I really love the whole idea of consumable gifts (which usually come in the form of gift cards). Consumable gifts are usually frowned upon because they can't be wrapped and there is nothing physical to show for them once they are used. I see this as a good thing though! Let's face it, most of us have enough "stuff" already. Especially kids! Is anybody reading this really thinking about how they need more knick-knacks or that their kids could use a few more loud annoying plastic toys? I didn't think so! Some of the best gifts can't be put into a box and wrapped! The memories of consumable gifts will be there long after toys have been thrown in the trash and forgotten about. Consumable gifts are also great for the environment because nothing ends up in a landfill. Some great consumable gift ideas are: tickets/memberships to a museum, zoo, aquarium, sporting event, theatre or ballet. If you live too far away from places like these, you can still buy passes for fun things like mini golf, batting cages, arcades, ice skating, bowling, restaurant or movie theater. If  the gift is for a niece, nephew or grandchild, you can be part of the present by taking them to do one of these things.

Some people consider gift cards to be impersonal (and they mean one less gift to be opened), but I think they are awesome gifts as long as it's to a place that the recipient likes. Many people are struggling financially and have had to cut back on dining and entertainment, so a restaurant or movie theater gift card would be a real treat! Just make sure the gift card is for enough to cover the meal or movie.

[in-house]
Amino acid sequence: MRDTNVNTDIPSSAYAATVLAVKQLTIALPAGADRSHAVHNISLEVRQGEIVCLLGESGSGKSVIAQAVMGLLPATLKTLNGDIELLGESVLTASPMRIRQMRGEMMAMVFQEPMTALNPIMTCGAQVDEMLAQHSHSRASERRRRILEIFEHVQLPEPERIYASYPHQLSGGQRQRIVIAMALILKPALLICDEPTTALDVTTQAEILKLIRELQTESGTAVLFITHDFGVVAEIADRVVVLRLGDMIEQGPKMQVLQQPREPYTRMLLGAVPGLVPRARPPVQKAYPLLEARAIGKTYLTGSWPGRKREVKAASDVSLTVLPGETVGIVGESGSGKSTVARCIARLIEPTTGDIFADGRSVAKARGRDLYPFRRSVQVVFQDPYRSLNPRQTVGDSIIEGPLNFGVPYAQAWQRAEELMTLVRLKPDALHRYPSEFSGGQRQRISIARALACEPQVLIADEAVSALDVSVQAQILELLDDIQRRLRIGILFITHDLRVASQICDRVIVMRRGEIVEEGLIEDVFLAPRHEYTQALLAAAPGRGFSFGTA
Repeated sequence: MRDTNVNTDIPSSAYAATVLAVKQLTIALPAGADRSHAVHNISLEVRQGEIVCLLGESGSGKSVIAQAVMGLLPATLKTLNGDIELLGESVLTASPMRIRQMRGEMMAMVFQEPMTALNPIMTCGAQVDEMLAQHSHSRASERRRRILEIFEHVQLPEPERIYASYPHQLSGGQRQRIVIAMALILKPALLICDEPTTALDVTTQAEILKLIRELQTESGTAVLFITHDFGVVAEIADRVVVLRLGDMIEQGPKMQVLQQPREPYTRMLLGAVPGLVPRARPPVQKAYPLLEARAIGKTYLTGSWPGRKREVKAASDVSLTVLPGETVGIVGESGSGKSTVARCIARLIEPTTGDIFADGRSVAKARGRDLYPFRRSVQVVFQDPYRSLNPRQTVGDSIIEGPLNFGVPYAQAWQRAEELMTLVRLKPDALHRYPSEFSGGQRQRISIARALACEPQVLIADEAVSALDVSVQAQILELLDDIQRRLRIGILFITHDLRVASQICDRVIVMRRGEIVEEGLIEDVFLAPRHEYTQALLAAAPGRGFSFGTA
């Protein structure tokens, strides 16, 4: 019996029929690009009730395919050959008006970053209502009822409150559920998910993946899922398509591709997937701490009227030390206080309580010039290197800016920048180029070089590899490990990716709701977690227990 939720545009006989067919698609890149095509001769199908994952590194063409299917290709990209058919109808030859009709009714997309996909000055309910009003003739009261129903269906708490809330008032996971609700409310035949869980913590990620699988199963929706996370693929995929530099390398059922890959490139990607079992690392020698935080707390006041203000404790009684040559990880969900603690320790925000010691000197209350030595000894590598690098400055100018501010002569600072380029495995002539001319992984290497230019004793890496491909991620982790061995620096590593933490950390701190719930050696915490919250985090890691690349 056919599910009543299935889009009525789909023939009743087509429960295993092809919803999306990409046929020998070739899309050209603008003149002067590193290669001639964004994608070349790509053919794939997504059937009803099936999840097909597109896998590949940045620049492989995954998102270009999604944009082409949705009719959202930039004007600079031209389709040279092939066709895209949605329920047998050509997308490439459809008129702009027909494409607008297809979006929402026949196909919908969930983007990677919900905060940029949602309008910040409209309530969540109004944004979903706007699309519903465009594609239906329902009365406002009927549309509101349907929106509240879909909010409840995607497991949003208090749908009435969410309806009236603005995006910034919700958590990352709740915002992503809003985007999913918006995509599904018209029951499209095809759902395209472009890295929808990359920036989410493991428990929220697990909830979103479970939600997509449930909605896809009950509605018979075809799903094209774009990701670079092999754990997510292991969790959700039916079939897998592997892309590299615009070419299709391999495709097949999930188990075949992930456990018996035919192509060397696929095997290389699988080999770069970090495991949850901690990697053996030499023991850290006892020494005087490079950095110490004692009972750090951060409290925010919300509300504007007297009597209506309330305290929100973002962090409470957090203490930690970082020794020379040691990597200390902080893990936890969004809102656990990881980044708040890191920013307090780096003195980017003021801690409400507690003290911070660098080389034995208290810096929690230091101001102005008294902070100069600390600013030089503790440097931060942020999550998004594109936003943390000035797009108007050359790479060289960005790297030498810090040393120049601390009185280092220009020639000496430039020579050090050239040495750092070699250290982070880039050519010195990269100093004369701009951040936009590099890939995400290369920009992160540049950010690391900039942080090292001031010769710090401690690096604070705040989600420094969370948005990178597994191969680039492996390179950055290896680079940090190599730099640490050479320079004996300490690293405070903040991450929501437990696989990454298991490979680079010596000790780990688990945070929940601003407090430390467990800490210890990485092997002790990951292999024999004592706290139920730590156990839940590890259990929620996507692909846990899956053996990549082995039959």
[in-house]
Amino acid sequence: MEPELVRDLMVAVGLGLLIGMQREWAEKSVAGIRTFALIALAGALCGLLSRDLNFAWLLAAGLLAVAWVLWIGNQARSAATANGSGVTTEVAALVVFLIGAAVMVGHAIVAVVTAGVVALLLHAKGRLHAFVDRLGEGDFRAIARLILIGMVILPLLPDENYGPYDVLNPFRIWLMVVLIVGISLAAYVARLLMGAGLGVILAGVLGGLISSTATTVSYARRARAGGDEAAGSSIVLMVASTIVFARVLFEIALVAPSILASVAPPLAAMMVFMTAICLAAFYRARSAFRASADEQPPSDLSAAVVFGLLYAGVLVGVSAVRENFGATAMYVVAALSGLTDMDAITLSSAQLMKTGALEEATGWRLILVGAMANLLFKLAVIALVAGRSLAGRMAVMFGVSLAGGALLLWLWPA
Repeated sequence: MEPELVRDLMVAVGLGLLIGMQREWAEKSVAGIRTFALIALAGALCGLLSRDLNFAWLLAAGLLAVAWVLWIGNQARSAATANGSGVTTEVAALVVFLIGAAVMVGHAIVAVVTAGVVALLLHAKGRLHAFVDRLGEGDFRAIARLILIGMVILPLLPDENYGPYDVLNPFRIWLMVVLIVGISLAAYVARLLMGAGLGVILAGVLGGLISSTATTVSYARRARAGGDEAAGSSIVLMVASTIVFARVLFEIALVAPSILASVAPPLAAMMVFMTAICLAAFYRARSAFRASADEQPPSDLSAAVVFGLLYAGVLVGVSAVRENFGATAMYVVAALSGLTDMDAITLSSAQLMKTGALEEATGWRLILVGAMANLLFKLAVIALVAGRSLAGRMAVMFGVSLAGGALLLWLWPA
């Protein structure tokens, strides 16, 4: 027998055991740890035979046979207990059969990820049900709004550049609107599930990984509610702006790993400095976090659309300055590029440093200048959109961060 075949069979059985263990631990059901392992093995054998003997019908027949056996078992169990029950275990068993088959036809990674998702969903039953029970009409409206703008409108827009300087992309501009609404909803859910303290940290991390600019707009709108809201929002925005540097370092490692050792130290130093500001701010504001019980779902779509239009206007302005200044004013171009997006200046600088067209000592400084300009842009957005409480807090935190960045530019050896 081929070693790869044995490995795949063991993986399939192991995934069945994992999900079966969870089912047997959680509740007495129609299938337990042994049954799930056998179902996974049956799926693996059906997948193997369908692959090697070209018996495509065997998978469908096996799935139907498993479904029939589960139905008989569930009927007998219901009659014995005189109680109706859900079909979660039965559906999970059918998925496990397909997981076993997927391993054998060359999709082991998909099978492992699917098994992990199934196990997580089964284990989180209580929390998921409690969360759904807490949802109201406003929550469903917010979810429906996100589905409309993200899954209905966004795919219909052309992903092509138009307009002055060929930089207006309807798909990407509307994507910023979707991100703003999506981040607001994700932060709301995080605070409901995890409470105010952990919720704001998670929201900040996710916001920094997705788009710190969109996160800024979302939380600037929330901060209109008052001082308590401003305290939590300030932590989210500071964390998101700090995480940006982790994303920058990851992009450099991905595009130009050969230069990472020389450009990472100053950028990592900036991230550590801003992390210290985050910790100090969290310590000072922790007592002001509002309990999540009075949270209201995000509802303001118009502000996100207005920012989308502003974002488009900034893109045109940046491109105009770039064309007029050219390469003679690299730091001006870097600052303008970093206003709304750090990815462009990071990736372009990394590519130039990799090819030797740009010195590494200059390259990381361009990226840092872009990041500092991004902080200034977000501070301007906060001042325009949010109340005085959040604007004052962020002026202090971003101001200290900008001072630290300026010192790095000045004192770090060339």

Gift Baskets:

I really love the idea of personalized gift bags or baskets. They show that you know the person's interests, and the bag or basket can be reused. For the coffee lover, put a bag of coffee (or box of k-cups), and a mug into a basket or resuable bag. You can also add a mug cozy and a gift card to their favorite coffee shop. For the wine enthusiast, buy a bottle or two of wine, a corkscrew and a couple of glasses. You can even put them in a wine tote.

I've done themed baskets before, too. One time I made "breakfast in a basket" gifts. I put homemade pancake mix into a jar and printed the pancake recipe on some decorative paper. I also included a bottle of high-end real maple syrup, a mug, tea bags, hot chocolate packets, a piece of fruit, and a small loaf of homemade banana bread. Another year, I did an apple theme with homemade canned applesauce and apple butter, a loaf of apple butter bread made from scratch, and some apples. I've also made cookie/candy baskets with a variety of homemade cookies and candies. All of these baskets took a great deal of time to put together, but they were not expensive.

Christmas Decor:

If you are really stumped about what to get somebody, you can't go wrong with Christmas Decorations! I just took a gaze around my living room and the majority of our Christmas decor have come to us as gifts. Our Christmas tree skirt was crocheted by my grandma who passed away 18 years ago. The decorations become weaved into their traditions; how awesome to be a part of that! You could even make your own tradition of giving ornaments and decorations each year.

I hope this has given a new perspective about gift-giving and given you lots of ideas for gifts that will be loved and appreciated!